The Olympics has taken a huge step forward in protecting gay rights.
The International Olympic Committee (IOC) approved Proposal 14 of the Olympic Agenda 2020 to include non-discrimination with regard to sexual orientation in Principle 6 at a vote in Monaco today (8 December).
Principle 6 originally read: ‘Any form of discrimination with regard to a country or a person on grounds of race, religion, politics, gender or otherwise is incompatible with belonging to the Olympic Movement.’
With sexual orientation included, it implies that countries with laws that actively discriminate against gay people will not be able to apply to host. It must be noted the IOC remains unclear whether this decision will affect any future bids.
It comes after several people were arrested during the Sochi Olympics earlier this year, held in the shadow of Russia’s ‘gay propaganda’ laws.
‘Today is a great step forward for the Olympics, and particularly for the athletes, spectators, and residents of host countries who identify as gay, lesbian, or bisexual,’ said Human Rights First’s Shawn Gaylord.
‘Our hope is that potential host countries, like Kazakhstan and China, will understand that protecting the rights of sexual minorities is no longer something they can dodge.
‘We call on the IOC to continue its efforts to support equality by including gender identity in Principle 6 as well.’
‘It sends a clear message to future host cities that human rights violations, including those against lesbian, gay, bisexual, and transgender people, will not be tolerated,’ said Andre Banks, co-founder and executive director of All Out.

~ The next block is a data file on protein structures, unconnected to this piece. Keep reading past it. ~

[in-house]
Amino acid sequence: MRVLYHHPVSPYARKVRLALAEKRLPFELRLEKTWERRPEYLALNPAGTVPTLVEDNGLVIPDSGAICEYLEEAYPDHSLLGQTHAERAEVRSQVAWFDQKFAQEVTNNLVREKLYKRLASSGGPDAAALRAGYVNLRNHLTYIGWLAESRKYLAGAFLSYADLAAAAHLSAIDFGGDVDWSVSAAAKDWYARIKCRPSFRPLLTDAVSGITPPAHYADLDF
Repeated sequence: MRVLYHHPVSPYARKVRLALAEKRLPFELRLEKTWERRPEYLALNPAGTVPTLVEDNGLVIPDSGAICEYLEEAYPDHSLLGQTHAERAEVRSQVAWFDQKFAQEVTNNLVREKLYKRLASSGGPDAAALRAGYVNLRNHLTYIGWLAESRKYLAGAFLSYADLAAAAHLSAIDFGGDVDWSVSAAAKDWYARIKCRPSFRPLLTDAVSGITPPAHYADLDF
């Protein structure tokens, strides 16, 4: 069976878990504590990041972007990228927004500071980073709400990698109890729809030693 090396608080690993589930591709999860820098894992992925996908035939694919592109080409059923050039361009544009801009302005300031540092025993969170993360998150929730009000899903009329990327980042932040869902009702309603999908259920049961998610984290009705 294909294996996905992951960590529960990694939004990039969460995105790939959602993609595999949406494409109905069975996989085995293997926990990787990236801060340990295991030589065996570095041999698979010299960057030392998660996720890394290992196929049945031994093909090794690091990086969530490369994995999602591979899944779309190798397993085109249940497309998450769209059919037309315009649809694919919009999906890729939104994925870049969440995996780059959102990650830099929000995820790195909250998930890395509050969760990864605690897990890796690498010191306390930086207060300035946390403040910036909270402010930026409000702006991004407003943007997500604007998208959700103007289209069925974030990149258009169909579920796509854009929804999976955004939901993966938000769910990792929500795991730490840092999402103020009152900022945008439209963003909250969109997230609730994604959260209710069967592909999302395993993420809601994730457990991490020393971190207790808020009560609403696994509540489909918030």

‘These new rules must prevent a replay of Sochi.’
The 2016 Summer Olympics will be held in Rio De Janeiro, Brazil, and in Tokyo, Japan in 2020. The 2018 Winter Olympics will be held in Pyeongchang, South Korea. The next host city to be decided will be the 2022 Games, with Almaty, Kazakhstan and Beijing, China as the only two candidates.
After holding the 2014 Winter Olympics in Russia where there are anti-gay laws, the International Olympic Committee has added a non-discrimination clause to its contract with any future host city.
The three 2022 candidate cities are Oslo, Beijing and Almaty, Kazakhstan.
The IOC came under widespread criticism for allowing the most recent Olympics to be held in Sochi after a series of anti-gay laws were passed in Russia including one that made it illegal to show any kind of public support for homosexuality.
As part of the contract, a host city would be required to follow a part of the official Olympic Charter which states: ‘Any form of discrimination with regard to a country or a person on grounds of race, religion, politics, gender or otherwise is incompatible with belonging to the Olympic Movement.’
Among those pushing for such a clause was the human rights organization All Out which called the development on Wednesday (24 September) ‘a significant step.’
‘(It) sends a clear message to future host cities that human rights violations, including those against lesbian, gay, bisexual, and transgender people, will not be tolerated,’ said Andre Banks, co-founder and executive director of All Out.
‘This is a particularly important moment for the world’s lesbian, gay, bisexual and transgender citizens who face discrimination and persecution not only in Russia but in countries all over the world.’
Branks added that his group will continue working to make sure this change is enforced.
‘These new rules must prevent a replay of Sochi,’ he said.
Hudson Taylor, Executive Director of Athlete Ally said in a statement: ‘By adopting a non-discrimination clause into its host city contracts, the IOC is showcasing its own realization that we must protect the rights of every athlete to live free and openly.’
– See more at: http://www.gaystarnews.com/article/wanting-avoid-repeat-sochi-olympics-ioc-adds-clause-against-discrimination240914#sthash.noXGzQiZ.dpuf